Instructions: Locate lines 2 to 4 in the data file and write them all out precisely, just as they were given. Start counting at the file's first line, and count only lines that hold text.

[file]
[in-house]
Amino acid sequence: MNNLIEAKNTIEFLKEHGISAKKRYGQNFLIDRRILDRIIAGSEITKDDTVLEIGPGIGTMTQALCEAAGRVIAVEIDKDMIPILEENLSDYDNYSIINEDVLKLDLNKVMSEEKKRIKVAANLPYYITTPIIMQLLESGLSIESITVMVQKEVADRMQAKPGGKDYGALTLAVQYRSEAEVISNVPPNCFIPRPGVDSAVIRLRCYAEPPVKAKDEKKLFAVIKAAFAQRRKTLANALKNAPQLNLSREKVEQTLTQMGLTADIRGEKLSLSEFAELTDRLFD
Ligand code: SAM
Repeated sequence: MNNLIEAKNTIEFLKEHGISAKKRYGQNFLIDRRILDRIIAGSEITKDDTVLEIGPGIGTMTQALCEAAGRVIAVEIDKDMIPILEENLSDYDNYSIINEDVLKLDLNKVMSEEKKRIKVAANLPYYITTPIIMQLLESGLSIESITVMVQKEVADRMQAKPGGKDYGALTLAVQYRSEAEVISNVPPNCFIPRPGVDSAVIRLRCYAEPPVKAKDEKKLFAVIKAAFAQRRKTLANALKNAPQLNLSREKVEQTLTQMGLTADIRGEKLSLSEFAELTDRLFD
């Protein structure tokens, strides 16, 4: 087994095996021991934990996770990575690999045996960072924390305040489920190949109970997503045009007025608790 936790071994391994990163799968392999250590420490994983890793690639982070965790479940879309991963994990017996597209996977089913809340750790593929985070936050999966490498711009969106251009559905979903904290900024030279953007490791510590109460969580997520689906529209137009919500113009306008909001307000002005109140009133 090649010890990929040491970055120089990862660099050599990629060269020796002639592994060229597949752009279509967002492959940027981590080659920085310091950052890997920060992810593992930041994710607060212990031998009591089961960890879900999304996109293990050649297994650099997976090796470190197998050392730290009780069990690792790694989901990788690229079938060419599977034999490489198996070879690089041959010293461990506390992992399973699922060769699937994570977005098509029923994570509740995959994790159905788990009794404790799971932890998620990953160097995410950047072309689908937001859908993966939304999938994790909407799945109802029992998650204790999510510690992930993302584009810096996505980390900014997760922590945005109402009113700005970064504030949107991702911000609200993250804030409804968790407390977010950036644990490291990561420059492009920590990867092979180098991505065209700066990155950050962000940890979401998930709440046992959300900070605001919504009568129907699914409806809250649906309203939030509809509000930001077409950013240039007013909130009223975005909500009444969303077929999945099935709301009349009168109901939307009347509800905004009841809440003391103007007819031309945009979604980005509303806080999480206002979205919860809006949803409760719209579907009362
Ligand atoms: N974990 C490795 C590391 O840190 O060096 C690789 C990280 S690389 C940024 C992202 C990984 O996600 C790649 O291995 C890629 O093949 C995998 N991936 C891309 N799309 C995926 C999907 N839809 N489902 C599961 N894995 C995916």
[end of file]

Amino acid sequence: MNNLIEAKNTIEFLKEHGISAKKRYGQNFLIDRRILDRIIAGSEITKDDTVLEIGPGIGTMTQALCEAAGRVIAVEIDKDMIPILEENLSDYDNYSIINEDVLKLDLNKVMSEEKKRIKVAANLPYYITTPIIMQLLESGLSIESITVMVQKEVADRMQAKPGGKDYGALTLAVQYRSEAEVISNVPPNCFIPRPGVDSAVIRLRCYAEPPVKAKDEKKLFAVIKAAFAQRRKTLANALKNAPQLNLSREKVEQTLTQMGLTADIRGEKLSLSEFAELTDRLFD
Ligand code: SAM
Repeated sequence: MNNLIEAKNTIEFLKEHGISAKKRYGQNFLIDRRILDRIIAGSEITKDDTVLEIGPGIGTMTQALCEAAGRVIAVEIDKDMIPILEENLSDYDNYSIINEDVLKLDLNKVMSEEKKRIKVAANLPYYITTPIIMQLLESGLSIESITVMVQKEVADRMQAKPGGKDYGALTLAVQYRSEAEVISNVPPNCFIPRPGVDSAVIRLRCYAEPPVKAKDEKKLFAVIKAAFAQRRKTLANALKNAPQLNLSREKVEQTLTQMGLTADIRGEKLSLSEFAELTDRLFD